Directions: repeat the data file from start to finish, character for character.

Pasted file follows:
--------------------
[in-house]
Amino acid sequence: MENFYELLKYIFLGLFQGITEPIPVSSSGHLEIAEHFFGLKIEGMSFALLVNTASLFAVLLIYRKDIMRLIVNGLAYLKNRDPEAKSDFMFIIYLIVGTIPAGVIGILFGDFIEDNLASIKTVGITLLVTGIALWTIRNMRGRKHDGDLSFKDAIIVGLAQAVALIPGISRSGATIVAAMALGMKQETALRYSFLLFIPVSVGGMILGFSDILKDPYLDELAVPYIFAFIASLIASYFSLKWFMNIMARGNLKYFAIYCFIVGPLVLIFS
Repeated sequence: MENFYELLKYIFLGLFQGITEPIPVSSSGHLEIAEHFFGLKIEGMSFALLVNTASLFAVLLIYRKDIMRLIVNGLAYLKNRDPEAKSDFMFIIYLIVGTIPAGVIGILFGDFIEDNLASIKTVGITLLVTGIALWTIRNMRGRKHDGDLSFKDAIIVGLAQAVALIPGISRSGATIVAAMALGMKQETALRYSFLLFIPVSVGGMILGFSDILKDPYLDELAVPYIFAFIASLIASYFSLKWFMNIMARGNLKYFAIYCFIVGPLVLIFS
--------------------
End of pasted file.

[in-house]
Amino acid sequence: MENFYELLKYIFLGLFQGITEPIPVSSSGHLEIAEHFFGLKIEGMSFALLVNTASLFAVLLIYRKDIMRLIVNGLAYLKNRDPEAKSDFMFIIYLIVGTIPAGVIGILFGDFIEDNLASIKTVGITLLVTGIALWTIRNMRGRKHDGDLSFKDAIIVGLAQAVALIPGISRSGATIVAAMALGMKQETALRYSFLLFIPVSVGGMILGFSDILKDPYLDELAVPYIFAFIASLIASYFSLKWFMNIMARGNLKYFAIYCFIVGPLVLIFS
Repeated sequence: MENFYELLKYIFLGLFQGITEPIPVSSSGHLEIAEHFFGLKIEGMSFALLVNTASLFAVLLIYRKDIMRLIVNGLAYLKNRDPEAKSDFMFIIYLIVGTIPAGVIGILFGDFIEDNLASIKTVGITLLVTGIALWTIRNMRGRKHDGDLSFKDAIIVGLAQAVALIPGISRSGATIVAAMALGMKQETALRYSFLLFIPVSVGGMILGFSDILKDPYLDELAVPYIFAFIASLIASYFSLKWFMNIMARGNLKYFAIYCFIVGPLVLIFS